Friday, July 27, 2007

A whole Lotta WTF

Understanding humanity means taking a look not only at our highs, but also our lows.
For example:

Accused grave robbers dodge sex charges

MADISON, Wis. - Three men who dug up a young woman's corpse to have sex with it after seeing her obituary photo cannot be charged with attempted sexual assault because Wisconsin has no law against necrophilia, an appeals court ruled Thursday.
A judge was correct to dismiss the charges against twin brothers Nicholas and Alexander Grunke and Dustin Radke, all 21, because lawmakers never intended to criminalize sex with a corpse, the District 4 Court of Appeals said in a 3-0 ruling.
The three men went to a cemetery in Cassville in southwestern Wisconsin on Sept. 2 to remove the body of Laura Tennessen, 20, who had been killed the week before in a motorcycle crash.
They said the men had seen an obituary of Tennessen with her photo and wanted to dig up her body to have sexual intercourse. Such an act is known as necrophilia.

There's something inherently wrong with someone who looks at an obituary picture and thinks "God, she's hot. Let's go have sex with her corpse." This is a sad day for Wisconsin, for the Tennessen family, and for our system of law in general.
I repeat: "If you knowingly wish to have sex with a dead body. You are fucked up, and should be locked away."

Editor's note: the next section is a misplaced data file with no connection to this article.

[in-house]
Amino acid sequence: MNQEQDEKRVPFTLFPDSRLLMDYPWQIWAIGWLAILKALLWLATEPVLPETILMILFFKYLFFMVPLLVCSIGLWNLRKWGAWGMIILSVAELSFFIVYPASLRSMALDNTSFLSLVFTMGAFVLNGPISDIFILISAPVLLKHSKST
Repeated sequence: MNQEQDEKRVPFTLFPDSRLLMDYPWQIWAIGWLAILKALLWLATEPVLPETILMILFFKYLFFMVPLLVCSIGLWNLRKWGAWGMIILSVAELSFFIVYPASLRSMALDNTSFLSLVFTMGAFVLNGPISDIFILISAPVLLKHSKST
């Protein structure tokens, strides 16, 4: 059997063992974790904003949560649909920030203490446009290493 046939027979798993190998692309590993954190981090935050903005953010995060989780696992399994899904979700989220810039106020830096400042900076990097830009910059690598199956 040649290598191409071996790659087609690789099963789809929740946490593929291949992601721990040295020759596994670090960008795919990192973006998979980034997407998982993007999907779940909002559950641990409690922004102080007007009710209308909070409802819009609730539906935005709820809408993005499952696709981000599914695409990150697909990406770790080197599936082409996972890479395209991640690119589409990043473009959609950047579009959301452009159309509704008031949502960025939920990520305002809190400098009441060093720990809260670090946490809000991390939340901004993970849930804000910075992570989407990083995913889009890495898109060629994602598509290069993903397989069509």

The men were charged with attempted third-degree sexual assault and misdemeanor attempted theft charges. But Grant County Circuit Judge George Curry dismissed the sexual assault charges in September, saying no Wisconsin law addressed necrophilia. Prosecutors appealed his ruling.
At issue is a provision in the sexual assault law saying criminal penalties apply "whether a victim is dead or alive at the time of the sexual contact or sexual intercourse."
The appeals court said the law was ambiguous but the most reasonable interpretation was that it does not ban necrophilia. Instead, the court said, the law was meant to make sure prosecutors could bring sexual assault charges in rape-murder cases in which the victim ends up dead.

The ambiguity, of course, doesn't exist. The wording of the law is crystal clear. But, as is often the case with liberal judges, what the law says doesn't matter so much as what they WANT the law to say.
This imaginary distinction would be laughable if it wasn't so disgusting. Murdering your rape victim doesn't in any way, shape, or form protect you from a rape charge once the body is found. No one I have ever heard of has raised the defense "I can't be charged with rape, cause she's dead!" Evidence of forcable sex in a murder victim is often considered ipso facto evidence of rape.
The law was made to erase the need to prove a victim was alive to charge with sexual assault. That it say penalties apply "whether or not the victim is alive", not "whether or not the attacker killed the victim before or after the assault", clearly puts this crap to rest. Both judges are pretending that there's some magical Bubblegum Clause that specifies that a murder has to be involved, when the law clearly is made to punish sexual contact with a victim who can't say no due to death.

As the old saying goes, why let the facts get in the way of a good story.

We've gone from "as long as it's between consenting adults" to "as long as she can't say no"....

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